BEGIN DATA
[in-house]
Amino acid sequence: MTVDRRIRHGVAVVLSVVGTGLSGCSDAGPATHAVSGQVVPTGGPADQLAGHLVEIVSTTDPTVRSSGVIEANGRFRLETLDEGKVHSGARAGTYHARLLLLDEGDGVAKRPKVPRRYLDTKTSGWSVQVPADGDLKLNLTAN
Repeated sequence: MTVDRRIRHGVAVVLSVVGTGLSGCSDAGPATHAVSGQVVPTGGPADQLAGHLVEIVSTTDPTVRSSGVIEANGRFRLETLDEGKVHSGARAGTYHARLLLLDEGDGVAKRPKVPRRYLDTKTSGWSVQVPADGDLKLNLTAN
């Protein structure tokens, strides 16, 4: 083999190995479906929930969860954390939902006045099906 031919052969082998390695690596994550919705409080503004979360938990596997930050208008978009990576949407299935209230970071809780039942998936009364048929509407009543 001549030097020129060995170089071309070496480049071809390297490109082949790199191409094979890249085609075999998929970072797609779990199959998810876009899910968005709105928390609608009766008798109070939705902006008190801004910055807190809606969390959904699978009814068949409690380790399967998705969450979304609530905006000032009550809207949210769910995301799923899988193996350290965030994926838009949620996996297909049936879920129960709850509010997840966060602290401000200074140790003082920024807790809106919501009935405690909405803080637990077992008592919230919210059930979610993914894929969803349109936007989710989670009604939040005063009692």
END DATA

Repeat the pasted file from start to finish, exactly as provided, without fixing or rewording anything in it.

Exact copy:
[in-house]
Amino acid sequence: MTVDRRIRHGVAVVLSVVGTGLSGCSDAGPATHAVSGQVVPTGGPADQLAGHLVEIVSTTDPTVRSSGVIEANGRFRLETLDEGKVHSGARAGTYHARLLLLDEGDGVAKRPKVPRRYLDTKTSGWSVQVPADGDLKLNLTAN
Repeated sequence: MTVDRRIRHGVAVVLSVVGTGLSGCSDAGPATHAVSGQVVPTGGPADQLAGHLVEIVSTTDPTVRSSGVIEANGRFRLETLDEGKVHSGARAGTYHARLLLLDEGDGVAKRPKVPRRYLDTKTSGWSVQVPADGDLKLNLTAN
């Protein structure tokens, strides 16, 4: 083999190995479906929930969860954390939902006045099906 031919052969082998390695690596994550919705409080503004979360938990596997930050208008978009990576949407299935209230970071809780039942998936009364048929509407009543 001549030097020129060995170089071309070496480049071809390297490109082949790199191409094979890249085609075999998929970072797609779990199959998810876009899910968005709105928390609608009766008798109070939705902006008190801004910055807190809606969390959904699978009814068949409690380790399967998705969450979304609530905006000032009550809207949210769910995301799923899988193996350290965030994926838009949620996996297909049936879920129960709850509010997840966060602290401000200074140790003082920024807790809106919501009935405690909405803080637990077992008592919230919210059930979610993914894929969803349109936007989710989670009604939040005063009692």